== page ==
The California Supreme Court on August 28 2014 reached a 4-3 ruling on
sexual harassment which was at odds with the decision of the National
Labor Relations Board’s general counsel the month before. In that
case, the counsel had decided that McDonald’s could be held accountable
for labor violations of their franchisees.
The state supreme court, on the other hand, ruled that a franchise parent
company cannot automatically be held liable for the acts of their franchisee.
The ruling was on a case involving a Domino’s franchise where an
employee claimed her manager sexually harassed her, and after complaining
to the corporate headquarters and took a week off work, she alleged her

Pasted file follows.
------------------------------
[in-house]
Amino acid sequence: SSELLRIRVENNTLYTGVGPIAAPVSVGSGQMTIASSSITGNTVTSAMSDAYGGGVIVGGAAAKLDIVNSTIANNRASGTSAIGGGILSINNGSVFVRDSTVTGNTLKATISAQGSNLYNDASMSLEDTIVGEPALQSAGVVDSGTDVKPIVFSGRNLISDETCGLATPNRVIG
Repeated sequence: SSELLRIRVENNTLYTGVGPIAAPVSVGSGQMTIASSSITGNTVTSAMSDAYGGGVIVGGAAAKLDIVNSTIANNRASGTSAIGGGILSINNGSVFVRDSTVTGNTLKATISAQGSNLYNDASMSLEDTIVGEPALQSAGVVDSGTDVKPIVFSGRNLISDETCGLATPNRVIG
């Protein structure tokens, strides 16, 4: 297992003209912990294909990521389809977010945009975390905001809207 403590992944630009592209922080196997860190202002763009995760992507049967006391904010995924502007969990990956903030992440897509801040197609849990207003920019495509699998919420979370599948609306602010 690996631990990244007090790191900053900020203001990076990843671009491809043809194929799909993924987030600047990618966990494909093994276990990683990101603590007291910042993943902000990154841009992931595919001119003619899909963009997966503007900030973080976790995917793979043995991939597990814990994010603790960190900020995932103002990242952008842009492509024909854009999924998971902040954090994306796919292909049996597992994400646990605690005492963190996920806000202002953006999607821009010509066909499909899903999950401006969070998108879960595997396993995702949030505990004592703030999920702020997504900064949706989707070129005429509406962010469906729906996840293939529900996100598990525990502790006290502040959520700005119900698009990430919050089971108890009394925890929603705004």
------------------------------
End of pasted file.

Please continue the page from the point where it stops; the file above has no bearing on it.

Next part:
manager had cut her hours in retaliation for her harassment report.
In determining whether Domino’s could be held liable for its franchise
owner’s actions, the court looked to how much authority Domino’s
exercised over the daily operations of the franchisee. According to the
court, while some things were overseen by Domino’s, certain policies
such as hiring and firing were left to the franchisee.
Since no corporate sexual harassment policy existed, the policy in question
stemmed from the franchisee. The court did not state that a franchisor
could never be held liable, but when it came to this case, where firing
was clearly at issue, the court held that Domino’s did not possess
sufficient control to make it liable for the franchisee‘s actions.
If you have been victimized by your employer in any way, speak to a Hollister
employment attorney from Marder Employment Law right away.